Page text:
Truman Show, but kept believing in the changeability of the then prevailing scenario.
artists, therefore, we can most certainly influence our surroundings. The problem is that
art is often immediately recognizable as
art and is thus to a large degree rendered harmless. That is the price that we, the arts sector, pay in order to be allowed to occupy a position of exceptionality. The arts are still governed by different rules. We can organize a fictional lawsuit against Europe, erect a memorial to the death of
democracy, or establish an alternative parliament. We don’t need to observe the same protocols as a
political organization; after all, it’s
art. The downside of this is that we are immediately relegated to the ‘
Art is allowed to confuse, provoke, and set people thinking, but fortunately has no real implications; it’s ‘only
This makes Reinventing
Daily Life’s exploration of how artistic forms might fully infiltrate and blend with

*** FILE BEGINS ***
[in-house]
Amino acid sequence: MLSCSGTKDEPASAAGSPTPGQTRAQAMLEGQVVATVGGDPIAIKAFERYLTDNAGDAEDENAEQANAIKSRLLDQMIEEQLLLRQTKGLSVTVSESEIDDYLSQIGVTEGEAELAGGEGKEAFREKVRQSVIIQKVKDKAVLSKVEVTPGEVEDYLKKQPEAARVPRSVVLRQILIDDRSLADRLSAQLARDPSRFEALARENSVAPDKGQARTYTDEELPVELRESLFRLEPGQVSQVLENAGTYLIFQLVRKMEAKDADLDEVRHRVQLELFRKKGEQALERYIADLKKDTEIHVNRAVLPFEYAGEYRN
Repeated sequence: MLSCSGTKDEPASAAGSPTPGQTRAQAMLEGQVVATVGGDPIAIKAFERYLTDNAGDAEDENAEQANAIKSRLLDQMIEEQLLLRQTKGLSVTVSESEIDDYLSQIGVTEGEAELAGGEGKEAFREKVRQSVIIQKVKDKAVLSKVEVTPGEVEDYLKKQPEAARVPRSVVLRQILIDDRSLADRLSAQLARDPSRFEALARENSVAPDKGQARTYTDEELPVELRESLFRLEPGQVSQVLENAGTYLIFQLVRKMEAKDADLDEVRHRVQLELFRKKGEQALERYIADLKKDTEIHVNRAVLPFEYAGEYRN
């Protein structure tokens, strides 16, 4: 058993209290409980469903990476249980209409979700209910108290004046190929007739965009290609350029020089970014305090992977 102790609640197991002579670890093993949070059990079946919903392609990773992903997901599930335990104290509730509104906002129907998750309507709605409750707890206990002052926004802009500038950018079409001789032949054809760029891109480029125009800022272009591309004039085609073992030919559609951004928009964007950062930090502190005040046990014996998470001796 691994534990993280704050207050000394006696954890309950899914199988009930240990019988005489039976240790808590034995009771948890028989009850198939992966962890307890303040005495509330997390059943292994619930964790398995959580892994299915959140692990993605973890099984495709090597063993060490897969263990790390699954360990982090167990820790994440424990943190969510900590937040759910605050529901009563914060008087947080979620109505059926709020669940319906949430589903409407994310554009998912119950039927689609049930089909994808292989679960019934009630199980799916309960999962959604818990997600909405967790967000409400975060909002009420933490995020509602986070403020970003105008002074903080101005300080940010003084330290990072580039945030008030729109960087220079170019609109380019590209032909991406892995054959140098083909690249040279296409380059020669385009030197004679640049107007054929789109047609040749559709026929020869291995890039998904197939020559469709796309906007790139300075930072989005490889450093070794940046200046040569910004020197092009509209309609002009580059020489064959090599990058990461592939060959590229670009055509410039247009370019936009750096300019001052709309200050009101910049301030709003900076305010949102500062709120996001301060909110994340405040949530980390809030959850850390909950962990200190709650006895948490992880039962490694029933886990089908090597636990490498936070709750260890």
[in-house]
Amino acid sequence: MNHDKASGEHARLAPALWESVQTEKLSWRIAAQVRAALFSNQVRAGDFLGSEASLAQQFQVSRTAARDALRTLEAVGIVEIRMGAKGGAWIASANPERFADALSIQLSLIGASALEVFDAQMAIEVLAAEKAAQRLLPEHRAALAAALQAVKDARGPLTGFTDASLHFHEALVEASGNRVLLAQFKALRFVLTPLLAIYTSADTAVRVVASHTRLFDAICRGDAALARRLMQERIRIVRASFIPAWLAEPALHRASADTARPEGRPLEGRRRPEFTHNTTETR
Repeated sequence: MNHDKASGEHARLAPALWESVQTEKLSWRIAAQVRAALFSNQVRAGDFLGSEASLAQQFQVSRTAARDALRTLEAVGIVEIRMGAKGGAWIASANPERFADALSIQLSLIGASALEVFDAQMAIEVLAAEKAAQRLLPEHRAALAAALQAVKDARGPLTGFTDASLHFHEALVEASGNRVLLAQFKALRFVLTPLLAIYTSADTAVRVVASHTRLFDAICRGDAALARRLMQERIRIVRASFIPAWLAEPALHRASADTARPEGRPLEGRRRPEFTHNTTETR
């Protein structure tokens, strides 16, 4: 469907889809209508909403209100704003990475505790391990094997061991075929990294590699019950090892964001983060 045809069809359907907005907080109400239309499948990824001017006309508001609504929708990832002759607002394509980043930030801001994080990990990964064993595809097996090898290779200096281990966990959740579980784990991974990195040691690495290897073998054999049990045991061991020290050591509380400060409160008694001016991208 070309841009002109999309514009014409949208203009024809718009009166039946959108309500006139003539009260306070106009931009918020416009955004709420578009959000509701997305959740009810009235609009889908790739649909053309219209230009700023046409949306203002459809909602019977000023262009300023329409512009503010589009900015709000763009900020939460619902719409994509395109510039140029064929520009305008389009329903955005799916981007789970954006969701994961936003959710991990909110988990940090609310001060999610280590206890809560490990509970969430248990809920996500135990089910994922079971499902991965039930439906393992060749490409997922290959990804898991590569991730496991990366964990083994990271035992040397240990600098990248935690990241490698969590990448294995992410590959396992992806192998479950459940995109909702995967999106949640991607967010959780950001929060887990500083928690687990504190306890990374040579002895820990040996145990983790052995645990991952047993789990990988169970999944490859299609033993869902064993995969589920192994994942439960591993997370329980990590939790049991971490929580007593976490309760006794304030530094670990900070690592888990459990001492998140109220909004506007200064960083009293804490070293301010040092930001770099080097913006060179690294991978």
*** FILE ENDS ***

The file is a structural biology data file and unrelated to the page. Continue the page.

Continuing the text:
daily life a very interesting challenge, because it does indeed turn its back on the Romantic ideal of the artist as the sole auteur of his or her own masterly creation. Instead it looks at how, in dialogue with
society and with people working in different domains, artistic practice could operate in the heart of
Nevertheless, I’m not sure about equating
artists with the practitioners of other occupations, based on the notion that what we most need is “connecters” with a moral compass. For me, artistic practice is more than connecting and behaving morally. And although many other occupations work with and from
imagination, I still think that